Shopping is always better with girlfriends, especially if they’re taking you somewhere you’ve never been before and it’s not a shop you’d find on your own. Now I’m as fond of shoe and handbag shopping as the next girl, but this was a special experience. We went to Chef’s Warehouse.

The are many reasons I’d have never gone there by myself. It’s among the vomit splattered streets of Surry Hills and I’m allergic to driving in the Eastern Suburbs. It has a small and self effacing entrance that I’d probably miss. It says “trade only” on the door, and I always take these things very literally and slink away without making enquiries. Apparently it’s to stop locals from wandering in to buy the overproof rum they sell for Christmas cakes. So I was very pleased to be escorted.

It was a small and perfectly formed wonderland. I tried not to look at KitchenAids, I’m really not ready to go there yet. Every size of chopping board, serving dish, mixing bowl, baking tin, sieve and knives were there. Callebaut chocolate chips in flour sack sized bags. I didn’t even know they made cocoa powder. Proper recipe books, I was very tempted to buy some to even out the ratio of joke cookbooks to useful ones in my collection. I wondered why there was such a thing as a Chef’s saw, surely they’d get a butcher to deal with any bone issues? Then I thought, some of those chefs you see on TV get very cross, perhaps it’s to process recalcitrant kitchen hands into the goulash without anyone knowing. Here’s a picture of my purchases.

The baking tins are two small square ones and a longer loaf one, and my burst of mental arithmetic tells me that their volume added together will equal my square cake tin. So next time I make a fruit cake I can make three gift sized ones to chase people down the street with. I had to get the chocolate and the cocoa powder, and a peppermint essence because it’s difficult to find. As are recipes that use it, as it turns out. I’m going to have to get inventive. The little bat thing is a gnocchi paddle, every kitchen should have one. Come on, I didn’t get the tomato corer. And check out the tomato sauce bottle. I am going to be so popular when the kids get home. They may insist on sausage sandwiches for dinner. I did get a raised eyebrow from one of the gang for buying it, but they had clearly never seen Bunfight at the OK Tearooms and are therefore Missing Out.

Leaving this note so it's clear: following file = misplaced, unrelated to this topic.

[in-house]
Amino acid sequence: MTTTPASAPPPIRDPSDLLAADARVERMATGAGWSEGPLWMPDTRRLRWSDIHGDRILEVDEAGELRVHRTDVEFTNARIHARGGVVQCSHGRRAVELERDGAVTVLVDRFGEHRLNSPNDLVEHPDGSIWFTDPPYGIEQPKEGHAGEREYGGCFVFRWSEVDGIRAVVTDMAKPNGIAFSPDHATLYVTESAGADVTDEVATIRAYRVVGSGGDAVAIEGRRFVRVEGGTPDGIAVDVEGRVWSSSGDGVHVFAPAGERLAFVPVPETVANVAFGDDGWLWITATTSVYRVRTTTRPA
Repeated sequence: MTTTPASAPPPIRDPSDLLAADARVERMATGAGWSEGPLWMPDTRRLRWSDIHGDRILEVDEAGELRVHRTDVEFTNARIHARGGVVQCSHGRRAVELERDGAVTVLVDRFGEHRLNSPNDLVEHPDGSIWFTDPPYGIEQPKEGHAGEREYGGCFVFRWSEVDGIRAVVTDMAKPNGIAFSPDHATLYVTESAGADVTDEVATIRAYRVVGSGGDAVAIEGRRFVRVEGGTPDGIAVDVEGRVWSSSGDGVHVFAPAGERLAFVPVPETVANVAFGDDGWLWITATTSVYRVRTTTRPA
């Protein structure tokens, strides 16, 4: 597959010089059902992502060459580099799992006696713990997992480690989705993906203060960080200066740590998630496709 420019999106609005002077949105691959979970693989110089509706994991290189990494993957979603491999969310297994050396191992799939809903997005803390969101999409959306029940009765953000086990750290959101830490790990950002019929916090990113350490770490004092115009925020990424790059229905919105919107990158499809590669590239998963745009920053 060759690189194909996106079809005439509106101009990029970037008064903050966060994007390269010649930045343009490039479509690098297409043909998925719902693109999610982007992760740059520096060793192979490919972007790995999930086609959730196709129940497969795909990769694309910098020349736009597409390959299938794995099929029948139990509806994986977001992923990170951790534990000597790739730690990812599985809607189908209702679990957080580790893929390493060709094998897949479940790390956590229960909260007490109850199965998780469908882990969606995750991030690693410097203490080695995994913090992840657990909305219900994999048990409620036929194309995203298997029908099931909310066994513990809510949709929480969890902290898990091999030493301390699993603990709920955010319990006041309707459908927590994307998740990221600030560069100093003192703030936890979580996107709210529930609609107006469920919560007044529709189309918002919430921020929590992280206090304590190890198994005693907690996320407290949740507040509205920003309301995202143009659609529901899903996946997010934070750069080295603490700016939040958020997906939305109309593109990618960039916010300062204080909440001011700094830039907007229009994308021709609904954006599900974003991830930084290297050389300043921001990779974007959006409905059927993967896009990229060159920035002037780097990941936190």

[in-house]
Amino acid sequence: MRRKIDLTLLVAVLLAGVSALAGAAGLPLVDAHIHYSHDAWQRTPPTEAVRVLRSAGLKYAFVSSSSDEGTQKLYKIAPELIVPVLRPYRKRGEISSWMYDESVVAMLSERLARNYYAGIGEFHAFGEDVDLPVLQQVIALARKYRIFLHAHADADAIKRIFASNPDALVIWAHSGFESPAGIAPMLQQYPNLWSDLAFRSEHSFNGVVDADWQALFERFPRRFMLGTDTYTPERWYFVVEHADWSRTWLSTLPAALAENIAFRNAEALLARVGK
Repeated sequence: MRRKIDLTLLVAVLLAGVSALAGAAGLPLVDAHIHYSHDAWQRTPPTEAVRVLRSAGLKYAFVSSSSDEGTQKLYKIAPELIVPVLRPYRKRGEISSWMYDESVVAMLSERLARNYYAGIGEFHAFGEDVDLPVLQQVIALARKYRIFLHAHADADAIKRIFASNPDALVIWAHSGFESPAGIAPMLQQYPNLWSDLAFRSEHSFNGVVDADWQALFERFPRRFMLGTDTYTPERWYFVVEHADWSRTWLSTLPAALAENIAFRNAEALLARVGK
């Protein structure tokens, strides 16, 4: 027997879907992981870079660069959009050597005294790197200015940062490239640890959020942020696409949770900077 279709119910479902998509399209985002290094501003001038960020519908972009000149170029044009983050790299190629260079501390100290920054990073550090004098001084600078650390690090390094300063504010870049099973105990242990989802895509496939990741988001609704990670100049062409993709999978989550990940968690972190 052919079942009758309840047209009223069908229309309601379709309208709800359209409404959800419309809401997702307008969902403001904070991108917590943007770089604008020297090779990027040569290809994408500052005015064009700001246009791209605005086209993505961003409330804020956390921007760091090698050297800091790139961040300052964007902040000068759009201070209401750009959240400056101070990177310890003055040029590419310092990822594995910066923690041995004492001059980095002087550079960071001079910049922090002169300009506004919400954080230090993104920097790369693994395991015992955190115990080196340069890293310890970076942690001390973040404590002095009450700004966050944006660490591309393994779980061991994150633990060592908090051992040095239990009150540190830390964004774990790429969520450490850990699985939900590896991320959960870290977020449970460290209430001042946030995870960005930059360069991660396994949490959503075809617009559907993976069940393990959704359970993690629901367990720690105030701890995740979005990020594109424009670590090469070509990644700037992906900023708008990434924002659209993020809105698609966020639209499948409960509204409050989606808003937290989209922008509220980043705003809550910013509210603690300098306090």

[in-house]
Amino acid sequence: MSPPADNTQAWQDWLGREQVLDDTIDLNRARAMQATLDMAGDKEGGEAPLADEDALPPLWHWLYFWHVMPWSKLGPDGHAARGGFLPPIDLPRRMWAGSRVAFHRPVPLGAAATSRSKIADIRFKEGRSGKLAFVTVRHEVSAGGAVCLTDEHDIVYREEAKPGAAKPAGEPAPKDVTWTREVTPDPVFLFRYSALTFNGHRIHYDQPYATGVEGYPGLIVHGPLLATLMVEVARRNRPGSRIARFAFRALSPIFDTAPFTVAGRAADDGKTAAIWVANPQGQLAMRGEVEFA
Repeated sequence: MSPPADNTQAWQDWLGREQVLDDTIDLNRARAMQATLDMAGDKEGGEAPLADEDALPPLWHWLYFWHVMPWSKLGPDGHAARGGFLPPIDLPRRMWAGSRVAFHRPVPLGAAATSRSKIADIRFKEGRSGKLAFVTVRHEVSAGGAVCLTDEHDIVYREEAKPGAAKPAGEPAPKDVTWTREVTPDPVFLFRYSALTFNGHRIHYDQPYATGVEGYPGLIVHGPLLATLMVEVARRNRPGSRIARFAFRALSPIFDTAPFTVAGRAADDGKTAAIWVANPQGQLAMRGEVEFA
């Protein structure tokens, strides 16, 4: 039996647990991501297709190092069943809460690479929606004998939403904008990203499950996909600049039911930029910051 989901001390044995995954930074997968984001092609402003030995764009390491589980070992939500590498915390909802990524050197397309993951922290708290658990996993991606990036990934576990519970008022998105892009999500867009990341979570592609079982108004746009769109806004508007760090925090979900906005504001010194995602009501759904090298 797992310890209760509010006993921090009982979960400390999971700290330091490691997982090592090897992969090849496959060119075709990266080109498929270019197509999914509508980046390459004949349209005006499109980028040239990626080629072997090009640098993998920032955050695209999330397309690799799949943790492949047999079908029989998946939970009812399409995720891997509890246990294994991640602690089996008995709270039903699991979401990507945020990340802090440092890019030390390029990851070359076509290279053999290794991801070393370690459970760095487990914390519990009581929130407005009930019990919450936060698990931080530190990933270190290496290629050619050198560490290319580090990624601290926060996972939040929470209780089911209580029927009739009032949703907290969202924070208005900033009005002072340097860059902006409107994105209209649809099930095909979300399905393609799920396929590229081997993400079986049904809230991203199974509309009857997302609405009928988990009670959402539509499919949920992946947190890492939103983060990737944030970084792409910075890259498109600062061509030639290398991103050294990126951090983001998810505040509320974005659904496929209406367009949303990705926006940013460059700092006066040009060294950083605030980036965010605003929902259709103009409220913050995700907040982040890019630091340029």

Dark Victory Chocolate Brownies

Yes, I do need an excuse to bake brownies, and now I have two.  We’re hosting an end of season bbq for the Muffet’s team, and as we’re providing the meat I am naturally compelled to make something to have with coffee.  I’m not that fond of meat.  I’m also being nagged to make brownies by the Muffet’s schoolfriend, Lindy Lu.  Lindy loves my baking and often sends requests home with the Muffet, because her mum never bakes anything.  It makes a nice counterpoint to the Muffet, who complains that she never gets normal food in her lunchbox, like everyone else.